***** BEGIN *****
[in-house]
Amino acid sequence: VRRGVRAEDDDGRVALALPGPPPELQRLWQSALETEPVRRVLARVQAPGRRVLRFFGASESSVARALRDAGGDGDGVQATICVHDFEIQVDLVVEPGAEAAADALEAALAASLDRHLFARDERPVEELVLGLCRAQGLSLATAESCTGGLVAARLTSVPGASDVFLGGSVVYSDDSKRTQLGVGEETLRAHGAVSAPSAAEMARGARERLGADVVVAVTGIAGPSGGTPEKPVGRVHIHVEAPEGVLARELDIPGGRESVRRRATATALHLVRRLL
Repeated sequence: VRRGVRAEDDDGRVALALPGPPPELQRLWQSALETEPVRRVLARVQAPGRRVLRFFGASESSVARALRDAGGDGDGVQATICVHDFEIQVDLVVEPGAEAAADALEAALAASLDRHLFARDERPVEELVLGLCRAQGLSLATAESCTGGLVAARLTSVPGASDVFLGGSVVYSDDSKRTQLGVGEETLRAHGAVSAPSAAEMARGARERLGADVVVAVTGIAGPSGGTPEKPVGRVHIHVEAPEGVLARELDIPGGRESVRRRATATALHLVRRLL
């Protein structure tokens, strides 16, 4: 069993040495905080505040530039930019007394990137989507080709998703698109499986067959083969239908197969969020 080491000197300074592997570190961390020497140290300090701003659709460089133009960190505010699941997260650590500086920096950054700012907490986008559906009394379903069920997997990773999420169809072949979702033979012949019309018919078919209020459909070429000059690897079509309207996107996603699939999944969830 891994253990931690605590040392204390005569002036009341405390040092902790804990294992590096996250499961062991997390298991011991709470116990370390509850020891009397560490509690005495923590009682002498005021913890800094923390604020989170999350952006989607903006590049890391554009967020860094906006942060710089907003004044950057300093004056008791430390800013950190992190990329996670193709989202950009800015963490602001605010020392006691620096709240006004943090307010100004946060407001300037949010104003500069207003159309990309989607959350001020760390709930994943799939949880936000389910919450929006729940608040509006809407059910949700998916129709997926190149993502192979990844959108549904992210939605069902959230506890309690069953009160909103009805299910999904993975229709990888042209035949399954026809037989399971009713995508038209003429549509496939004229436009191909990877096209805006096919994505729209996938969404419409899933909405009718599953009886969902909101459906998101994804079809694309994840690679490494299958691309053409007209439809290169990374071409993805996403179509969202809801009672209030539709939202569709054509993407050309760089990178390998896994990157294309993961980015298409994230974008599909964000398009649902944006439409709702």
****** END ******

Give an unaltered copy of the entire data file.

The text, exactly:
[in-house]
Amino acid sequence: VRRGVRAEDDDGRVALALPGPPPELQRLWQSALETEPVRRVLARVQAPGRRVLRFFGASESSVARALRDAGGDGDGVQATICVHDFEIQVDLVVEPGAEAAADALEAALAASLDRHLFARDERPVEELVLGLCRAQGLSLATAESCTGGLVAARLTSVPGASDVFLGGSVVYSDDSKRTQLGVGEETLRAHGAVSAPSAAEMARGARERLGADVVVAVTGIAGPSGGTPEKPVGRVHIHVEAPEGVLARELDIPGGRESVRRRATATALHLVRRLL
Repeated sequence: VRRGVRAEDDDGRVALALPGPPPELQRLWQSALETEPVRRVLARVQAPGRRVLRFFGASESSVARALRDAGGDGDGVQATICVHDFEIQVDLVVEPGAEAAADALEAALAASLDRHLFARDERPVEELVLGLCRAQGLSLATAESCTGGLVAARLTSVPGASDVFLGGSVVYSDDSKRTQLGVGEETLRAHGAVSAPSAAEMARGARERLGADVVVAVTGIAGPSGGTPEKPVGRVHIHVEAPEGVLARELDIPGGRESVRRRATATALHLVRRLL
């Protein structure tokens, strides 16, 4: 069993040495905080505040530039930019007394990137989507080709998703698109499986067959083969239908197969969020 080491000197300074592997570190961390020497140290300090701003659709460089133009960190505010699941997260650590500086920096950054700012907490986008559906009394379903069920997997990773999420169809072949979702033979012949019309018919078919209020459909070429000059690897079509309207996107996603699939999944969830 891994253990931690605590040392204390005569002036009341405390040092902790804990294992590096996250499961062991997390298991011991709470116990370390509850020891009397560490509690005495923590009682002498005021913890800094923390604020989170999350952006989607903006590049890391554009967020860094906006942060710089907003004044950057300093004056008791430390800013950190992190990329996670193709989202950009800015963490602001605010020392006691620096709240006004943090307010100004946060407001300037949010104003500069207003159309990309989607959350001020760390709930994943799939949880936000389910919450929006729940608040509006809407059910949700998916129709997926190149993502192979990844959108549904992210939605069902959230506890309690069953009160909103009805299910999904993975229709990888042209035949399954026809037989399971009713995508038209003429549509496939004229436009191909990877096209805006096919994505729209996938969404419409899933909405009718599953009886969902909101459906998101994804079809694309994840690679490494299958691309053409007209439809290169990374071409993805996403179509969202809801009672209030539709939202569709054509993407050309760089990178390998896994990157294309993961980015298409994230974008599909964000398009649902944006439409709702």